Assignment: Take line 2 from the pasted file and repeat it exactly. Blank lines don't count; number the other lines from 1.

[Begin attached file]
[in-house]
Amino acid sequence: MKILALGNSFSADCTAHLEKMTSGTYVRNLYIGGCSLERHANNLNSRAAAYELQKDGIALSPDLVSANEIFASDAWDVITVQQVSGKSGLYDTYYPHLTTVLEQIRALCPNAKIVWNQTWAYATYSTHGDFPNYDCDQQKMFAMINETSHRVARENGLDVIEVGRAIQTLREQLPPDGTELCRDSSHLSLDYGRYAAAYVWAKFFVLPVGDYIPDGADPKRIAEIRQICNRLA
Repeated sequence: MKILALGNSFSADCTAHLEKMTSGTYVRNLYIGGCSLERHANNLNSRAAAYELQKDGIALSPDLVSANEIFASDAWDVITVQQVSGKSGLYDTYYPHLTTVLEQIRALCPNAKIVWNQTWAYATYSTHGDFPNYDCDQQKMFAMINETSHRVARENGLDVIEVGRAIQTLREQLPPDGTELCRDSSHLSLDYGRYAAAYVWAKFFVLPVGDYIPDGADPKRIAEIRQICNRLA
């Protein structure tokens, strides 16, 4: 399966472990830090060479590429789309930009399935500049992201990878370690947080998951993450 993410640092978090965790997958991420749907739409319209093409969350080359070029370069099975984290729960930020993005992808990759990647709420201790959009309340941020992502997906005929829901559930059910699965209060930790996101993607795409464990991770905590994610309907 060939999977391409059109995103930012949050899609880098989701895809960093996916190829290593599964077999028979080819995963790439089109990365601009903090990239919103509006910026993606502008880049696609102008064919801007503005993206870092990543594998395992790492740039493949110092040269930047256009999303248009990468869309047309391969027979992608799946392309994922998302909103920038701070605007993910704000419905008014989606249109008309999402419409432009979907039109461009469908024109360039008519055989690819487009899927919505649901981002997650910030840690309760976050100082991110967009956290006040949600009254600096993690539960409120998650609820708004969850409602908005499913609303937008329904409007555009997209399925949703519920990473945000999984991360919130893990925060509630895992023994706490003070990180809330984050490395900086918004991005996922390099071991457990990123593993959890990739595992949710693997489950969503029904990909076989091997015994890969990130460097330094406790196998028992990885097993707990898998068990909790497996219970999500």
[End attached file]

Amino acid sequence: MKILALGNSFSADCTAHLEKMTSGTYVRNLYIGGCSLERHANNLNSRAAAYELQKDGIALSPDLVSANEIFASDAWDVITVQQVSGKSGLYDTYYPHLTTVLEQIRALCPNAKIVWNQTWAYATYSTHGDFPNYDCDQQKMFAMINETSHRVARENGLDVIEVGRAIQTLREQLPPDGTELCRDSSHLSLDYGRYAAAYVWAKFFVLPVGDYIPDGADPKRIAEIRQICNRLA